● Lady Percy moves me - might she move you? CLICK TO FIND OUT
● Plus my novels, stories, verse, vulgar interests, apologies, and singing.
● Most posts are 300 words. I respond to all comments/re-comments.
● See Tone Deaf in New blogger.

Thursday 29 April 2021

The times they have changed


Forklifts. They're hardly toys are they?

The French call them romans. Can be hard

Two RR romans (bottom left) plus treble and bass clefs.

Dreams cartographically expressed

Welcome once again to the RR mancave. If I were writing a cheap novel (which I don’t rule out) I’d call it squalid. But perhaps that’s a bit harsh. Certainly the mancave’s untidy and – as the years have slipped by – it’s become more and more uncomfortable. I tell myself I can justify every last thumb-tack but I could be lying.

I do a lot of unproductive thinking in the mancave. Most recently, geology. Yeah, all those techy words: Cambrian, Ordovician, Carboniferous.

Pretentious? Moi? See, the mancave has its own geology. Just like those cutaway cliffs with stripes that identify the “times” they passed through. Four stripes – strata are more la-di-dah - dividing up the last quarter of my life.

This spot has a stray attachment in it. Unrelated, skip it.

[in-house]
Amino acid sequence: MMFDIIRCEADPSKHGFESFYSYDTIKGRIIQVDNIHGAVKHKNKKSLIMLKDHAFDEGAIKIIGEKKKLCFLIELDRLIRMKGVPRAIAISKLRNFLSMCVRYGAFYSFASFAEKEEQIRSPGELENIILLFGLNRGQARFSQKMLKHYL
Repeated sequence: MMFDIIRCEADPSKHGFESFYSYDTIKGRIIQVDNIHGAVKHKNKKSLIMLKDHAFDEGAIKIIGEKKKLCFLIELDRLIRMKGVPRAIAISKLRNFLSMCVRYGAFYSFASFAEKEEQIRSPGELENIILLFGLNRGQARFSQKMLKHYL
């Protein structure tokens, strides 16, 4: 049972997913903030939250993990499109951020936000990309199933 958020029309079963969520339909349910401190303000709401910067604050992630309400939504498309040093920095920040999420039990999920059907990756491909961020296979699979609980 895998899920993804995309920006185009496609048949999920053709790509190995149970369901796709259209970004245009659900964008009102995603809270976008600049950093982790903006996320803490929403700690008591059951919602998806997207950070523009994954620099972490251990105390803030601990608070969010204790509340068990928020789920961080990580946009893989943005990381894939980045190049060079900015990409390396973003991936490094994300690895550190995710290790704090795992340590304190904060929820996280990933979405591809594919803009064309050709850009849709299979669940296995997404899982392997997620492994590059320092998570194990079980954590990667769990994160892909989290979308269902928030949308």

Stratum 1. The forklift era. I was still working then, editing a logistics magazine. Forklifts are big in logistics and the manufacturers publicise their wares with these precise die-cast models. Hand ‘em out like toffees. Should I throw them away? You’re crazy, man.

Stratum 2. The French literature era. Goes back to 1973 and only ended when my most recent teacher, Pat, died in 2017. About fifty novels, all well-worn. Yes, it was a snobby thing to do but I’ve never denied this tendency. At least one title is “experimental”; you have to want to read books like that.

Stratum 3. The novel-writing/singing lesson era. They overlap. Both are deep-rooted and I’d be someone else without either of them. Both are very, very hard work, confirmation I’m still sentient.